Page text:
Joe Rodd will defend his thesis Thursday 24th of September 2020

07 September 2020
On Thursday 24th of September 2020, at 10.30, Joe Rodd will defend his thesis entitled "How speaking fast is like running: modelling control of speaking rate". As with all defenses, it is a public event and everybody is welcome to join. Due to the restrictions surrounding the COVID-19 outbreak, the event will take place and be accessible via live-stream.

Timing of speech is essential for communication. We all vary our speaking style from situation to situation. For instance, we may slow down to give listeners extra time to understand an important part of the message. Or we may speed up to say more in the same period of time. But how do speakers do this?

In his doctoral thesis, Joe Rodd tried to shed light on how speakers adjust the cognitive system that plans speech to result in different speaking rates. He compared two hypotheses. The first (the ‘accelerator hypothesis’) was that speaking fast is essentially the same as speaking slowly, but sped up in a linear fashion. This would mean that control resembles pressing harder on the accelerator pedal. Alternatively, speakers might use qualitatively distinct configurations for different rates (the ‘gaits hypothesis’). This would resemble the qualitative difference between walking and running gaits that animals with legs adopt to move around: speakers might go into a ‘walk-speaking’ configuration for slow speech, but ‘run-speaking’ configuration for fast speech.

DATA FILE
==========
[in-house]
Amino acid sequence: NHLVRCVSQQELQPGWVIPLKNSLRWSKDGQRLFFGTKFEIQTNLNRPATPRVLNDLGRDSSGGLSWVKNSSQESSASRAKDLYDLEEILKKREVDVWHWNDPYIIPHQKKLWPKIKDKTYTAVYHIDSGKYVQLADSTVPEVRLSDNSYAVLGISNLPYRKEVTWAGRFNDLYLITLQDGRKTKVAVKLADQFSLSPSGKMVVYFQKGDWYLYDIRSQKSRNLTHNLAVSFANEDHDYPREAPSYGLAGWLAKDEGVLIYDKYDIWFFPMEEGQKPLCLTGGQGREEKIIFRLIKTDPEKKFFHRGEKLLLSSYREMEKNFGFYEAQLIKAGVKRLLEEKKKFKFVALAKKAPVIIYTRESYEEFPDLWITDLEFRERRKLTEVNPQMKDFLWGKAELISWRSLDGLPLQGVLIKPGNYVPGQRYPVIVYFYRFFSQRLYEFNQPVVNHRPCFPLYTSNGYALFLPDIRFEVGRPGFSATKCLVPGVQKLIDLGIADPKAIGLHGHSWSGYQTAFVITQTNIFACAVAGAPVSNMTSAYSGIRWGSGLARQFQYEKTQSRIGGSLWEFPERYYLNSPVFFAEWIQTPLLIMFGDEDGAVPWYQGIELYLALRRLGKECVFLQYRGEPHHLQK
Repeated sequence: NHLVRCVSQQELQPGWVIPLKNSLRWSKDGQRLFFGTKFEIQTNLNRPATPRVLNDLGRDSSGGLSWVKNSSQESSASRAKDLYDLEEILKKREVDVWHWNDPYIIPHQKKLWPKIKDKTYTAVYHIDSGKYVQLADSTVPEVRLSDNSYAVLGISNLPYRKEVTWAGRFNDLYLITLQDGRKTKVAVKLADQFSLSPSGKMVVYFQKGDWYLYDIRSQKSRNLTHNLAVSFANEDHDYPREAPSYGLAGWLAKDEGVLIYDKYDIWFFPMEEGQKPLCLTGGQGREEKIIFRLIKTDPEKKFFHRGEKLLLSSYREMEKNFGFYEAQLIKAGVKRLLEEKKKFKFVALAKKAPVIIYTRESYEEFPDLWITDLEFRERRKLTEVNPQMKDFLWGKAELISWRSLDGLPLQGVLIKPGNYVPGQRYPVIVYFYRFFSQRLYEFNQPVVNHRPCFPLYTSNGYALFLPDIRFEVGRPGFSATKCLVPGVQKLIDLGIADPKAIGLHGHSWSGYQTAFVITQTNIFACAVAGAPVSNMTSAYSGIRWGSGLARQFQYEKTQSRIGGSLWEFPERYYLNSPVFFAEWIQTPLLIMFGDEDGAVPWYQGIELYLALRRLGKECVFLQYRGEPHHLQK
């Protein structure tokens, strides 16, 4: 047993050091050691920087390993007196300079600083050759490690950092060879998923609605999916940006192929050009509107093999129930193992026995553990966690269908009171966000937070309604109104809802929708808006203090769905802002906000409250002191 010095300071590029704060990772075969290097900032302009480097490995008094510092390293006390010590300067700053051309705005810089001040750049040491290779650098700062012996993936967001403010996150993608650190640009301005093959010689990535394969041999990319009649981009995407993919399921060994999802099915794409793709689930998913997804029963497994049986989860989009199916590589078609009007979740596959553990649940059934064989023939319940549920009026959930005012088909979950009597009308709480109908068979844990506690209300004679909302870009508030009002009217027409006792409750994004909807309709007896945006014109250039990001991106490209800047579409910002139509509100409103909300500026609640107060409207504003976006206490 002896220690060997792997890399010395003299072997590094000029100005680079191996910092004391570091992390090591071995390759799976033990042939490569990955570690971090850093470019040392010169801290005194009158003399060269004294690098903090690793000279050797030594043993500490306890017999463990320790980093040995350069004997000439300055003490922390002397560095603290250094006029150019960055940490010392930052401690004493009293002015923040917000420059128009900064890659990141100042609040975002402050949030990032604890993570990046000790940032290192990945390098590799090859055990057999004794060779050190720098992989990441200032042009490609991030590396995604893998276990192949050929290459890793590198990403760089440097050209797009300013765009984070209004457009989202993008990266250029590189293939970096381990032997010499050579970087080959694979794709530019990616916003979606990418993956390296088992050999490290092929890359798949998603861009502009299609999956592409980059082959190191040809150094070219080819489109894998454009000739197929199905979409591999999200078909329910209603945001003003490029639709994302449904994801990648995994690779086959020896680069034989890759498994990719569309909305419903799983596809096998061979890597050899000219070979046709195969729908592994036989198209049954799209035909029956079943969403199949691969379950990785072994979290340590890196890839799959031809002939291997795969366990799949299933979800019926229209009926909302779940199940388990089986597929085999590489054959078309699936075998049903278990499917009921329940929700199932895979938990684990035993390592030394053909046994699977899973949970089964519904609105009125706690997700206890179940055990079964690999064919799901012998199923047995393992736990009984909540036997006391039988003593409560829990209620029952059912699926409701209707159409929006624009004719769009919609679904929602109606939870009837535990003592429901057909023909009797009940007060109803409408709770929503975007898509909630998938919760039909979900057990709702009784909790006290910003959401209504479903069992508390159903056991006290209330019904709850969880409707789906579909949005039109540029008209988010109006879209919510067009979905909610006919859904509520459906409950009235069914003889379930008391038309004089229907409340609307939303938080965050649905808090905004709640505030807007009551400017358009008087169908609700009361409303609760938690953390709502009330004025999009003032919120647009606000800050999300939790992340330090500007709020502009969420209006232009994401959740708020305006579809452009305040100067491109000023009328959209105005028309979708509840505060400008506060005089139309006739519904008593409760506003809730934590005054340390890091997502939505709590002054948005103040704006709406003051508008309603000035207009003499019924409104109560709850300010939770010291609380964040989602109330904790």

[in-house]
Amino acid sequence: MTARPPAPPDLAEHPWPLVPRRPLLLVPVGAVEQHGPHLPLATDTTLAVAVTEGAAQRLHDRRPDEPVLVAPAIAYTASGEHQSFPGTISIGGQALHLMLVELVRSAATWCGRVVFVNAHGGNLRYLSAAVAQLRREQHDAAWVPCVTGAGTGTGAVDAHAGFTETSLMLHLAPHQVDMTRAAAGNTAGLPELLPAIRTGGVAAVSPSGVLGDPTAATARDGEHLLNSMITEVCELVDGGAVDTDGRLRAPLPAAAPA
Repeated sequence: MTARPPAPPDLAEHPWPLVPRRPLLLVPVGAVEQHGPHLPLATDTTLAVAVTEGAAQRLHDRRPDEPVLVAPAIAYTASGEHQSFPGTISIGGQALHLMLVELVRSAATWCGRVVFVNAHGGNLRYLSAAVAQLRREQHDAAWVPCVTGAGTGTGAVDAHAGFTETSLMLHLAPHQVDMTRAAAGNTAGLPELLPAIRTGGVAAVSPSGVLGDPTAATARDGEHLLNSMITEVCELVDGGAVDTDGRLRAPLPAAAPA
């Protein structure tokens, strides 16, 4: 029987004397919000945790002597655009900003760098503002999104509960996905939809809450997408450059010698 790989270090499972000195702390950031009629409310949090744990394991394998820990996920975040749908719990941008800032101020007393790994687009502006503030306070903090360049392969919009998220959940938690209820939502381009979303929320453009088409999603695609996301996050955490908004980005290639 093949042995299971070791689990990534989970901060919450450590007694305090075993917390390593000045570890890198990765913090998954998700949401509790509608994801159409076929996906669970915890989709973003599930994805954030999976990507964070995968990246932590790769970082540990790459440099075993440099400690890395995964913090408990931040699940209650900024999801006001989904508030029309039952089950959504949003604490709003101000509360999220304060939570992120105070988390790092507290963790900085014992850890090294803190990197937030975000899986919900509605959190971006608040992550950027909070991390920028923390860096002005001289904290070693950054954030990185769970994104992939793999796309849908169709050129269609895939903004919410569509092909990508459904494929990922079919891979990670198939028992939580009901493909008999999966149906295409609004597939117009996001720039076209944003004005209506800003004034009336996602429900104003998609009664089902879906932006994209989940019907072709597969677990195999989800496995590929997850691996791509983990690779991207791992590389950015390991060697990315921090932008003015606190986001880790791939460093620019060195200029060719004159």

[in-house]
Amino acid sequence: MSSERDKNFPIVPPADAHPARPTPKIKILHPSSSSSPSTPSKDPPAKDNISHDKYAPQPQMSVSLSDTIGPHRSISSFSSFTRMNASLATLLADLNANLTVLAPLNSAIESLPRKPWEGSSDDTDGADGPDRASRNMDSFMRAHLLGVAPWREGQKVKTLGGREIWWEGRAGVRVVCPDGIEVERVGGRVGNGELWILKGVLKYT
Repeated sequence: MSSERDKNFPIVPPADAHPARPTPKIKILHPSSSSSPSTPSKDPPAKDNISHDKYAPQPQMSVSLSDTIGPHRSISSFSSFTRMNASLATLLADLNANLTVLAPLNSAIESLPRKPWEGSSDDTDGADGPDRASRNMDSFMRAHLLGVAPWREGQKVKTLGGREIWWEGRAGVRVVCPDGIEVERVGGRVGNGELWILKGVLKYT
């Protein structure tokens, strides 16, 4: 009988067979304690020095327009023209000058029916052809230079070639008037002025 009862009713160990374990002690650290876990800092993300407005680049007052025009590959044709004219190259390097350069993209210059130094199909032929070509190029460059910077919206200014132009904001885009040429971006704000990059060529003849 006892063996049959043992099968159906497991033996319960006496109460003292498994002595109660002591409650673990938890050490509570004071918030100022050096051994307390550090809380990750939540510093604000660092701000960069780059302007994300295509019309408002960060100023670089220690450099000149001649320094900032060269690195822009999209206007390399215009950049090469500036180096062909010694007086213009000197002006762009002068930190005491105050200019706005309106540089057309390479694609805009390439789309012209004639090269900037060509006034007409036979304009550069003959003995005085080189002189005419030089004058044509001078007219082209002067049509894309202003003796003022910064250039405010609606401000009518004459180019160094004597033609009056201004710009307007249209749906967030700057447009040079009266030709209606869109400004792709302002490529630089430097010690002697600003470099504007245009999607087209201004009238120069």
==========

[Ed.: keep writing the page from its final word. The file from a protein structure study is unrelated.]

To distinguish the accelerator and gait hypotheses, he had speakers name sets of pictures at different pre-defined speaking rates, and then used computational modelling to simulate the speech planning process that would have been required to produce these data. By looking at how the models varied according to the speaking rate being fitted, it was possible to say how the cognitive configuration changed between speaking rates. The differences that he observed were consistent with the gaits hypothesis, but not compatible with the accelerator hypothesis.

In a further experimental study this was confirmed. Speakers had to switch, during a trial, between different pairs of speaking rates. He found that some pairs were easier to switch between than others, which demonstrates that switching within some pairs involved changing ‘gait’, whereas switching within other pairs did not.

Together, the studies in this thesis show that speakers, rather than ‘accelerating’ their speech in a linear manner, adopt qualitatively different configurations of the cognitive system that plans speech to result in different speaking rates, much like switching between ‘walking’ and ‘running’ gaits.

Link to live-stream.

Share this page